Critics have three main complaints over the recent undercover videos exposing ACORN’s criminal activity.
They say that amateur filmmakers James O’Keefe and Hannah Giles were filming with an agenda, so their conclusions can’t be trusted. They say that their taping may breach legal codes that specify individuals must be notified when they are being taped. And they complain about the video’s editing, saying the full tape is needed to make a decision.
“It is worth pointing out that not only are the tactics against the standard of journalism, the lack of disclosure and misrepresentation pushes this expose well out of the range of journalism and in to the realm of entrapment,” said John Ennis, a liberal reality-based filmmaker. “It was planted, nurtured and harvested, the latest to take down an organization that empowers the numbers that vote Republicans out of office.”
Al Tompkins of the Poynter Institute for Media Studies, agrees with Ennis inasmuch as there are ethics questions involved, but says the information contained in the video can’t be discounted.
“For 50 years, we have known that sometimes journalists aren’t the only ones to capture stories. The Zapruder film was shot by guy with movie camera,” he said. “I think its no question that they had an agenda, but I think we all have agendas. What I would say is, we should look at it with that filter – that doesn’t mean that what they captured was irrelevant.”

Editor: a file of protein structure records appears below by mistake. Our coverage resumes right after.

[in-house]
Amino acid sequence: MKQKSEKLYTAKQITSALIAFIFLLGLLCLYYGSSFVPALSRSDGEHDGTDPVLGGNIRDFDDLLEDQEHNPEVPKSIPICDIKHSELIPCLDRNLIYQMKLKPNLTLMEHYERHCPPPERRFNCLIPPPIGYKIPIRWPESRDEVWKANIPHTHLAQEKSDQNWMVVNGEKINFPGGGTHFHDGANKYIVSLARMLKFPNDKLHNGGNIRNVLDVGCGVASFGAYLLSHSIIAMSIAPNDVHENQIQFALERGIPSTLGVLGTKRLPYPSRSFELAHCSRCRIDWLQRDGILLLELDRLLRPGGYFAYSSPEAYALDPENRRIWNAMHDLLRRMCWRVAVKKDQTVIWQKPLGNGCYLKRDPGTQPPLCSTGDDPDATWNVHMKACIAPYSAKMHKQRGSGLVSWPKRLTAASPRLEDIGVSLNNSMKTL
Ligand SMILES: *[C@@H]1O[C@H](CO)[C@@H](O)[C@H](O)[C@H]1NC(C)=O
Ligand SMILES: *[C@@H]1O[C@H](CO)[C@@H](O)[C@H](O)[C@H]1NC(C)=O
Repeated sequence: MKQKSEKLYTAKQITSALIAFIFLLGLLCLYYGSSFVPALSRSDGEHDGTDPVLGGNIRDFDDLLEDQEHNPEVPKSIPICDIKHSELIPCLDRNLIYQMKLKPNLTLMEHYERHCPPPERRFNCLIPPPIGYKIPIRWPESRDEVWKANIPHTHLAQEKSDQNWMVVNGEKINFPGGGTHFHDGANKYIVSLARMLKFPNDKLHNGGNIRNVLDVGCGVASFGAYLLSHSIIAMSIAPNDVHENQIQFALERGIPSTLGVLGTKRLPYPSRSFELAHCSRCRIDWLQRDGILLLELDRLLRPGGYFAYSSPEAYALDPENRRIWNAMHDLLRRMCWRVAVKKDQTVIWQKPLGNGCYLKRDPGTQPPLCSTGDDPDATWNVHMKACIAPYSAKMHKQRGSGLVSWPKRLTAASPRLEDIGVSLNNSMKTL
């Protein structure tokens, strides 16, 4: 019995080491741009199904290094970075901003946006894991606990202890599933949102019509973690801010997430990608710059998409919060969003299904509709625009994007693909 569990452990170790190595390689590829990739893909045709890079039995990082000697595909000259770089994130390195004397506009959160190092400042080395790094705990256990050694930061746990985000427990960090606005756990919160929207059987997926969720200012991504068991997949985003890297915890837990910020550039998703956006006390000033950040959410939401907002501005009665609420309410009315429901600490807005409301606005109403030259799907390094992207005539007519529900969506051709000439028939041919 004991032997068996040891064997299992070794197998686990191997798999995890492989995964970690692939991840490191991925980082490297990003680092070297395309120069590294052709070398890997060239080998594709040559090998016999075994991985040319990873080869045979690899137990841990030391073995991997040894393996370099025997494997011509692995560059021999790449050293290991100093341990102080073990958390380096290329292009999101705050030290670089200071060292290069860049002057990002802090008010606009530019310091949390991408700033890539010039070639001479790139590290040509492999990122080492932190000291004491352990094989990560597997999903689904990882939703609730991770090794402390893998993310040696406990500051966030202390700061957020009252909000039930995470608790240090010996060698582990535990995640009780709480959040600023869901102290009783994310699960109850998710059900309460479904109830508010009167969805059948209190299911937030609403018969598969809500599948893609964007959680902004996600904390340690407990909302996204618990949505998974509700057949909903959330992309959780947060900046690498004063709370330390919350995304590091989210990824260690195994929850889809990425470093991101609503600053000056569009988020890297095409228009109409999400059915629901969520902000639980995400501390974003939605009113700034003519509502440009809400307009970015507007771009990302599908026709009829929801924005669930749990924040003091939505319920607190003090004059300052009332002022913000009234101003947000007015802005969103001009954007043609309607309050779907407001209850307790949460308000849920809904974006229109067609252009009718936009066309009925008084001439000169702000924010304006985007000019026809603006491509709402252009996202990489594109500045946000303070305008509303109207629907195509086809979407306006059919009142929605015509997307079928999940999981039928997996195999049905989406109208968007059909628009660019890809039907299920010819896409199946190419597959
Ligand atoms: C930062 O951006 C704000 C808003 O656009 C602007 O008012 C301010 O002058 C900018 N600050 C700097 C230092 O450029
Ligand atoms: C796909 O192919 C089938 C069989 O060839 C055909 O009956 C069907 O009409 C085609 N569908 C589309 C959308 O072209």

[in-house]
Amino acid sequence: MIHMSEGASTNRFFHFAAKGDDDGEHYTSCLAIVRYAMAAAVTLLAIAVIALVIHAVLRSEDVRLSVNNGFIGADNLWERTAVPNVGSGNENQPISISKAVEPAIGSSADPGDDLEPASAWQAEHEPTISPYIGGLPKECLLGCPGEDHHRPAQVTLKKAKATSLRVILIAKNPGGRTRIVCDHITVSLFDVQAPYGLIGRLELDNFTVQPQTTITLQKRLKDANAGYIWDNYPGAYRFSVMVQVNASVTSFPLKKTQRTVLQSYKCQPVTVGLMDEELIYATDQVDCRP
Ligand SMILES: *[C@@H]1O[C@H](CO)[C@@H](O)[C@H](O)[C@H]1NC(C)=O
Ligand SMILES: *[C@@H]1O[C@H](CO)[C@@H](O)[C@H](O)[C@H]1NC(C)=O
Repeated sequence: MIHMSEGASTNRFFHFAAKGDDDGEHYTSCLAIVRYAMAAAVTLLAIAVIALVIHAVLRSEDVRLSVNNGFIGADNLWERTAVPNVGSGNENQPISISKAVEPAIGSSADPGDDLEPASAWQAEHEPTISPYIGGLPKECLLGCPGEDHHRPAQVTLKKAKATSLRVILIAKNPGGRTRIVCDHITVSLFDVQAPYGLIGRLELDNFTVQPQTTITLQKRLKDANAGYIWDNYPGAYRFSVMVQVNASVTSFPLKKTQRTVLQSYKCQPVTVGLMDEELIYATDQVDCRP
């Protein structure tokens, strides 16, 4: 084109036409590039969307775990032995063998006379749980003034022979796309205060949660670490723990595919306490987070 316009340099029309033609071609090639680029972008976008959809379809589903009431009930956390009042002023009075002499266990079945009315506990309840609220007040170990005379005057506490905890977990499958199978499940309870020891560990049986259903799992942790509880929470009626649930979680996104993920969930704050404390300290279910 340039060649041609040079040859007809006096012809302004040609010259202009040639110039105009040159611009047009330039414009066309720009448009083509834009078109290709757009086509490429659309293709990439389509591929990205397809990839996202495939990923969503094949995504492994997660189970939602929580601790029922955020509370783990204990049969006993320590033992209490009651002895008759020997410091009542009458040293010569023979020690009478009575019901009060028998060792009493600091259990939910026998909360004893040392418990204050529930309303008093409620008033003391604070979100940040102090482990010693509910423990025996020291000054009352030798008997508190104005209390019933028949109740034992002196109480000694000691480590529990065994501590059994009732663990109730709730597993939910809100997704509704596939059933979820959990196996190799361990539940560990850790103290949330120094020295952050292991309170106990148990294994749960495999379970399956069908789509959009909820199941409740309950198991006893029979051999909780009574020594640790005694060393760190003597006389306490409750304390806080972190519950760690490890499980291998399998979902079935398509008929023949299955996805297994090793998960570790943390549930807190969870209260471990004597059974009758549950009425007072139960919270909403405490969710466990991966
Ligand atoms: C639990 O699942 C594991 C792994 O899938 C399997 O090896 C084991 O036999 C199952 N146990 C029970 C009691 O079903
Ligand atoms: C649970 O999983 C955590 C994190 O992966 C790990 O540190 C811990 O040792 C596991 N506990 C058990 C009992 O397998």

However, Tompkins said there could be legal issues involved with the taping. Indeed, all three states where O’Keefe and Giles taped – California, Maryland, New York and the District of Columbia - require all parties to consent before any filming occurs. Maryland has already suggested that it might prosecute the two filmmakers.
Lee Edwards, a media expert at the Heritage Foundation, admits that there may be a grey area with the legality of the taping, but doesn’t think the material should be discounted.
“I can think of stories over the years such as the Food Lion scandals, where network employee were able to get pictures of meat that was spoiled. And they didn’t ask for permission, or get releases,” said Edwards. “All the time you’ll see people trying to get a story and being aggressive as possible. These are practices which have been employed by freelancers like these two but by professionals as well.”
Edwards thinks the editing of the tape is also in question, though it’s not an issue for the general public.
“If Congress needed to see [the unedited tapes], that would be useful – the Justice Department, so forth – that would be appropriate to do,” he said.
Tompkins thinks everyone should withhold judgment until the entirety of the tapes is available.
“What are the real tactics they’ve used? All they see is what we see, and we don’t know what else there was or how this came to be,” he said. “Part of truth telling is putting facts in context. What they’ve got is damning-looking, for sure. But we don’t know how that happened.”
He also thinks another factor may have been in play.
“Acorn makes itself news. It’s not just a low profile group that has never sought attention,” said Tompkins. “It’s the old saying, the fleas come with the dog.”